Social Media Policy: When Are Your Own Opinions Not Okay?

By Gini Dietrich

A couple of years ago, I watched a young woman tweet about how much she hated her job and her boss. Part of me wanted to message her to tell her to take that stuff off the public timeline. Clearly she didn’t know what she was doing. And then I saw her boss tweet to her, “No worries. You’re fired.”

I’d venture to guess she learned a pretty valuable lesson. But she’s not the only person in the world who takes to complaining online. Just open your Facebook news stream and you’ll probably see at least one or two of your friends who hate their jobs or their colleagues or something else that isn’t appropriate to put online.

The law is very vague. If an employee posts things on his or her personal pages, on their own time, and from their own computers, it’s not a fire-able offense. After all, we can’t change what people say in their own homes. The difference is, now we can see what they’re saying — and so can the rest of the world.

Is the Brogrammer Culture Okay?

So where is the line drawn?

Pax Dickinson, former chief technology officer at fast-growing online media outlet Business Insider, tested the line when people began bringing attention to his anti-feminist, misogynist, anti-women in tech, and racist tweets. Here’s one of the tamer ones:

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Dickinson is a prolific tweeter, and he’s been tweeting stuff like this for quite some time, starting as early as 2010, and most definitely during work hours. It’s hard to argue he used his own time or his own computer to send tweets like these or that he didn’t violate a social media policy.

His on-the-clock social media activity has touched off a storm of stories exploring the “brogrammer” culture, what it means for women and minorities in tech, political correctness (or lack thereof), and so on.

But no business owner or manager can afford to overlook this little-covered aspect of the story: What your employees say and do on social media reflects on you and your brand, like it or not. And it’s time to start paying closer attention.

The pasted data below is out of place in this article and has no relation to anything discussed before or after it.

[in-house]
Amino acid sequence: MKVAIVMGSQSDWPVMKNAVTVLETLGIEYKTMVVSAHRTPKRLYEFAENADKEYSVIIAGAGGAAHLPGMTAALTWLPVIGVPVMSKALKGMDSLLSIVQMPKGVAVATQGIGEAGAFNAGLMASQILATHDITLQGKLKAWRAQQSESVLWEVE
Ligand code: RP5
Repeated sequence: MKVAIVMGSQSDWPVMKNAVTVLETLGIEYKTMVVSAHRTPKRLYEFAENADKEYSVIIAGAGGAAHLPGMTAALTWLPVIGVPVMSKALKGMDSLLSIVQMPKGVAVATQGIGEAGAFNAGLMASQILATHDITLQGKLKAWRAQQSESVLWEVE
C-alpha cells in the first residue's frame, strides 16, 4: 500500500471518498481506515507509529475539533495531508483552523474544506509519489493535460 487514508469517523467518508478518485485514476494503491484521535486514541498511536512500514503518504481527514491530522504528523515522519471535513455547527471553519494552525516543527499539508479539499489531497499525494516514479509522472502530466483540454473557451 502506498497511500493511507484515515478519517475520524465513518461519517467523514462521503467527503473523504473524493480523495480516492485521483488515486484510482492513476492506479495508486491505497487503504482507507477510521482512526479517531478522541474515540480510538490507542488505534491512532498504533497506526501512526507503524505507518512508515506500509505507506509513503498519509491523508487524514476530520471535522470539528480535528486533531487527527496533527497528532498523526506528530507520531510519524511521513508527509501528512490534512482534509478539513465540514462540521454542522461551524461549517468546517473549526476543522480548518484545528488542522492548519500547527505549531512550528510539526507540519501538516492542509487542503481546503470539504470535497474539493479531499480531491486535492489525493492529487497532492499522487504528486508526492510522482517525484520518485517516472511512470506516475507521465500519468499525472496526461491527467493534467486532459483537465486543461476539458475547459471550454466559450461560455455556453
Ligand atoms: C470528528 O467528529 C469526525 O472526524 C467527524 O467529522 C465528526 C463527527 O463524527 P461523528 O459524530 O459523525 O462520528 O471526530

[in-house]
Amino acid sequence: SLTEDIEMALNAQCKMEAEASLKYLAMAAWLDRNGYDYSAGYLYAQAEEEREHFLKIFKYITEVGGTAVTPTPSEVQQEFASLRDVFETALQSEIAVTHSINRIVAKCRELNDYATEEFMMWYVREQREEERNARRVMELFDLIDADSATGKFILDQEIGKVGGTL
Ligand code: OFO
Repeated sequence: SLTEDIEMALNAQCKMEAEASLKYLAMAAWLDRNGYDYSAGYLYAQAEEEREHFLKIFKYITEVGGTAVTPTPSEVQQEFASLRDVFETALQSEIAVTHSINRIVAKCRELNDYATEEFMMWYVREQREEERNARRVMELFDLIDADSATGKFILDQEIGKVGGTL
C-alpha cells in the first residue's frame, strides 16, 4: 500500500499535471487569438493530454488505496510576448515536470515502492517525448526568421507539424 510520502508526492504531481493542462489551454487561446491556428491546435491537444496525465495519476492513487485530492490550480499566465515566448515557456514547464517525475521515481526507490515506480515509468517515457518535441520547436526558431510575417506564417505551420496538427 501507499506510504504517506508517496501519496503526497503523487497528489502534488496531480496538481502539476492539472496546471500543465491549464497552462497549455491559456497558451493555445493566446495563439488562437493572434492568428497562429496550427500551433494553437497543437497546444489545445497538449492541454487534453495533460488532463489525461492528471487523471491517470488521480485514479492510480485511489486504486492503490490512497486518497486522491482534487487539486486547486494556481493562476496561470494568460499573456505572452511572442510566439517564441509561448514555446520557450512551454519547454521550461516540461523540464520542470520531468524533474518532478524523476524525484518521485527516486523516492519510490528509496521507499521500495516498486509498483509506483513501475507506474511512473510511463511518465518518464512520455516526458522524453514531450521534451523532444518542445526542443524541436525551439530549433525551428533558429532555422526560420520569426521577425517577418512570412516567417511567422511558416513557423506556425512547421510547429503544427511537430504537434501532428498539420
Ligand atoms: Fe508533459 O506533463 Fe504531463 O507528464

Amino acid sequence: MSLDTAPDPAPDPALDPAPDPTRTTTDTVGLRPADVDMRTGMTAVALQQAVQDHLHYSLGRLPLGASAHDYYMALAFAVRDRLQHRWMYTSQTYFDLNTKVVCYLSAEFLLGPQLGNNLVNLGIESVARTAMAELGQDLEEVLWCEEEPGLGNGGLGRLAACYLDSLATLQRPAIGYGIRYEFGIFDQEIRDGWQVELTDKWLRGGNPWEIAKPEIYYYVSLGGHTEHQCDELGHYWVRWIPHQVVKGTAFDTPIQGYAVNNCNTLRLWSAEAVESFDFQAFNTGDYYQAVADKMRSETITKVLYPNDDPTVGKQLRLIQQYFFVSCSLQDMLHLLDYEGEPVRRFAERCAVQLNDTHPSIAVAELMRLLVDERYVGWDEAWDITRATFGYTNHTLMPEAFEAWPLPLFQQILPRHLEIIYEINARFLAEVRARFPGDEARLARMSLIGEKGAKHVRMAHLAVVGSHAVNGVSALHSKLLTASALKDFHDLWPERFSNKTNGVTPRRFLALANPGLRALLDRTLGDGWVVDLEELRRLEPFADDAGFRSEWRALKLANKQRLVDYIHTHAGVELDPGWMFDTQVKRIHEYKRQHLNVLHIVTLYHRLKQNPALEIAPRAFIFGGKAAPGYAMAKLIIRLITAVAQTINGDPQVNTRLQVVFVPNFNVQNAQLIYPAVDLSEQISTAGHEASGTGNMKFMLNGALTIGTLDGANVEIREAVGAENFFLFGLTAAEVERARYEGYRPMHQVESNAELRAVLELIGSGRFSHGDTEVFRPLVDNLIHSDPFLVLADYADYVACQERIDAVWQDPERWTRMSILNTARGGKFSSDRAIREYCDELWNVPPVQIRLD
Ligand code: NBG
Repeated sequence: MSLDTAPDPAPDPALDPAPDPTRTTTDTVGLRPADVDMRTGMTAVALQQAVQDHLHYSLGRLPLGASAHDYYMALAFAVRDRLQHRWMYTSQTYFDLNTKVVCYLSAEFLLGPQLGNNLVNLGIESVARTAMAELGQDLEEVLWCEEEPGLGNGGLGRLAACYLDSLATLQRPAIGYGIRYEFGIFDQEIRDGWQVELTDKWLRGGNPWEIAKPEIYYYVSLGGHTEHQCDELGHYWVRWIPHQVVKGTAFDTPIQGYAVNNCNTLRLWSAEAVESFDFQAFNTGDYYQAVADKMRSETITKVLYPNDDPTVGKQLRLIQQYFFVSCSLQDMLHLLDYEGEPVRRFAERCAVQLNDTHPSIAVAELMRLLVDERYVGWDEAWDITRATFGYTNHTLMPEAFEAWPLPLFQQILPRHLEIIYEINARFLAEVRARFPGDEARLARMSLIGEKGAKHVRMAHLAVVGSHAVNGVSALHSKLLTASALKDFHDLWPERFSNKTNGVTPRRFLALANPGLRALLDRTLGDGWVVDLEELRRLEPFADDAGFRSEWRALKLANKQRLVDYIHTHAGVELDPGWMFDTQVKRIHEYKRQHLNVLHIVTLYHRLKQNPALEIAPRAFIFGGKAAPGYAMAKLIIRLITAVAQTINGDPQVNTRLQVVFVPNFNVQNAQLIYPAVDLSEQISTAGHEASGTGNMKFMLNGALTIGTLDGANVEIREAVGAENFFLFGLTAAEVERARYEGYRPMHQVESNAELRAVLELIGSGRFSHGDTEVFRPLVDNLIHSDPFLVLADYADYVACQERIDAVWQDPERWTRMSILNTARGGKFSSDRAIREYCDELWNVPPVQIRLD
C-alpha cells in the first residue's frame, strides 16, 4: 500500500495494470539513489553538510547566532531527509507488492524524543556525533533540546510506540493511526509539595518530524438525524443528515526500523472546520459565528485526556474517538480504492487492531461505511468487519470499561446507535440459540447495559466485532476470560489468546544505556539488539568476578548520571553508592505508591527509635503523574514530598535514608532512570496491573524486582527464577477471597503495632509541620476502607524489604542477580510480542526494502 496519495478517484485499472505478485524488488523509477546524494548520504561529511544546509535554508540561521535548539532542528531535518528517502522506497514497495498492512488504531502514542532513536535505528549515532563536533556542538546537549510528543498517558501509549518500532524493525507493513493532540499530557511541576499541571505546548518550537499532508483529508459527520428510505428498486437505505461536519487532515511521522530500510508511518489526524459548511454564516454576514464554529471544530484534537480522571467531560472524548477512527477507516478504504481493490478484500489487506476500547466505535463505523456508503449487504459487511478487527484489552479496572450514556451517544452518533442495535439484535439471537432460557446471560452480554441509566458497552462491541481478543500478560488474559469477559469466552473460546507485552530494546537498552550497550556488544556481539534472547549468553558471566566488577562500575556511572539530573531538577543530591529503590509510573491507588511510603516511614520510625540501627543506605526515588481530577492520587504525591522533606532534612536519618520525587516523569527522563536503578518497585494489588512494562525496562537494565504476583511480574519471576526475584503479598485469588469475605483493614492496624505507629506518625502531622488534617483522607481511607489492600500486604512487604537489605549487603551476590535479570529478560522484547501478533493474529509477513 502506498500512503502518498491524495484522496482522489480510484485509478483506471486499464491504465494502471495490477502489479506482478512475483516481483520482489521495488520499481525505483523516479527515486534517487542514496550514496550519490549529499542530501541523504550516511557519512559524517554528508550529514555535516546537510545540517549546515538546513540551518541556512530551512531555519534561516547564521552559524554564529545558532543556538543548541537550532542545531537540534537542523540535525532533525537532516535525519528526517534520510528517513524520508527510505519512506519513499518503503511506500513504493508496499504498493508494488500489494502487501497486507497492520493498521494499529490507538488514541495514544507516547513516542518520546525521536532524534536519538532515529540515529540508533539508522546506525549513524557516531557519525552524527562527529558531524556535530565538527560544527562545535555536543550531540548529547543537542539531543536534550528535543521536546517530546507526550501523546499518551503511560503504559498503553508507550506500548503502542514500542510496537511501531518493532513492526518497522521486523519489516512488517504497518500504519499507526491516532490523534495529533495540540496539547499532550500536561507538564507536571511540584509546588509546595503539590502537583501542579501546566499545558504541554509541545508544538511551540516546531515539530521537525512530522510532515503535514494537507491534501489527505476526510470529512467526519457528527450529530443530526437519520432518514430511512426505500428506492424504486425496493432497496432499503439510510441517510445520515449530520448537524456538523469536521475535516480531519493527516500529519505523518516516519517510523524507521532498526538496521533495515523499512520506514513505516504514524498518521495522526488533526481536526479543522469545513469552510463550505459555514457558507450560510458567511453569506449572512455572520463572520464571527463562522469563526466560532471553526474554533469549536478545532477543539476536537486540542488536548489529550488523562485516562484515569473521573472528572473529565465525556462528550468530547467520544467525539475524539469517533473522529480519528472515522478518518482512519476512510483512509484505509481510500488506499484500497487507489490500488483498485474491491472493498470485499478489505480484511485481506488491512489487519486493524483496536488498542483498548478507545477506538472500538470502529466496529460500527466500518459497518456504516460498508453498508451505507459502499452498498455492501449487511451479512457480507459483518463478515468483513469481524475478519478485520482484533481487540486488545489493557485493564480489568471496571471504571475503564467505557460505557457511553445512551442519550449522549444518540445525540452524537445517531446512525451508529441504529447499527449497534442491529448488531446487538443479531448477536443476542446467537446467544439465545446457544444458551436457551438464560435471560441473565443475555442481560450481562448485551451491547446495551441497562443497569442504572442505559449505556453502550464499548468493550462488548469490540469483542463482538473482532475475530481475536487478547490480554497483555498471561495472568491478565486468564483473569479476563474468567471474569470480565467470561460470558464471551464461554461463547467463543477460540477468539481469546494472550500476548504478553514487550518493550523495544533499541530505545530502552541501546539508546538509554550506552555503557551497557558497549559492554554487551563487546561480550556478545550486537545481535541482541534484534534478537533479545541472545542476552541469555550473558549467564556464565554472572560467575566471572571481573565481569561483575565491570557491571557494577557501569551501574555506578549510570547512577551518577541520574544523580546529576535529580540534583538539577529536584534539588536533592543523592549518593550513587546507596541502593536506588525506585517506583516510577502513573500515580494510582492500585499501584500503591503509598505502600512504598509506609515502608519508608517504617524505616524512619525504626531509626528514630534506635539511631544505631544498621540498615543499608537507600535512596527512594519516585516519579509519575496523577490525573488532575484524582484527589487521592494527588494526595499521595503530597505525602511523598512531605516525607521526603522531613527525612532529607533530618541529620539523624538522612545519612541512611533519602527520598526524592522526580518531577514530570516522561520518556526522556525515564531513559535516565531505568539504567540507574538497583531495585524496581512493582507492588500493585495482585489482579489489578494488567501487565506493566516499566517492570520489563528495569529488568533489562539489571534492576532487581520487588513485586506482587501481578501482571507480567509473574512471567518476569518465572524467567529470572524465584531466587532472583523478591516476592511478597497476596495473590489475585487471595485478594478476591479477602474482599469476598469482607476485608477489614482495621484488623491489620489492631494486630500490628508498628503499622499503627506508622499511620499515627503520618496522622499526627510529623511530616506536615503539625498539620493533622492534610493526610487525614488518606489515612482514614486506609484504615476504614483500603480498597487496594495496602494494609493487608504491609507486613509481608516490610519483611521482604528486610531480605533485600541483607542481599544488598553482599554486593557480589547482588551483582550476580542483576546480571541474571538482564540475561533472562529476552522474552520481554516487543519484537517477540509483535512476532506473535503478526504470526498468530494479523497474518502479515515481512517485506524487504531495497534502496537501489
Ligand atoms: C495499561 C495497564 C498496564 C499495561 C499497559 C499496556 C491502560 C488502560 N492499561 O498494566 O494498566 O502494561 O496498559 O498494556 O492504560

To Fire or Not to Fire…That is the Question

So…what happens when social media updates like these come from a person who is in charge of hiring and firing, coaching and mentoring, and leading a team? A person who is clearly sexist and racist — based solely on what he’s saying online — and could very potentially cause the company a lawsuit?

I’m not a lawyer. I don’t even play one on TV.

Most people who are active on social media have “opinions stated here are my own and not reflective of the company” in their bios, which is required as part of the company’s social media policy. But should that protect those people from saying things that could be used in a court of law?

Business Insider fired Dickinson a couple of weeks ago, stating only:

A Business Insider executive has made some comments on Twitter that do not reflect our values and have no place at our company. The executive has left the company, effective immediately. The Business Insider team is composed of more than 100 talented men and women of many backgrounds, and we highly value this diversity.

Since Dickinson was fired, he’s defended himself by saying his updates were “satire.” Unfortunately for him, not many others see it that way, including his former employer.

I learned some of my most valuable communication skills growing up. My dad always told us never to put anything in writing we wouldn’t want to be used against us later. I’ve carried that with me into the business world and into consulting with clients on communication.

Create a Social Media Policy

As business owners, it’s hard to determine what can and can’t be said online by our employees. It’s also difficult to pay attention to what every single employee says and does online.

Your best bet is to have a social media policy. Clearly state what is acceptable and what is not acceptable. (For instance, we don’t allow swearing.) Be very specific about what constitutes racism, sexism or harassment so people know what could get them fired. Get your HR, legal and communications people involved in creating the policy. And then, once the policy has been communicated to your team, make sure you review it once a month to determine whether something needs to be added.

The best line to include in your policy? Don’t ever put something online you wouldn’t want your boss, your grandma, your kids, or your customers to see.

A version of this first appeared as an OpEd in Crain’s Chicago Business.

Gini Dietrich

Gini Dietrich is the founder, CEO, and author of Spin Sucks, host of the Spin Sucks podcast, and author of Spin Sucks (the book). She is the creator of the PESO Model and has crafted a certification for it in partnership with Syracuse University. She has run and grown an agency for the past 15 years. She is co-author of Marketing in the Round, co-host of Inside PR, and co-host of The Agency Leadership podcast.

View all posts by Gini Dietrich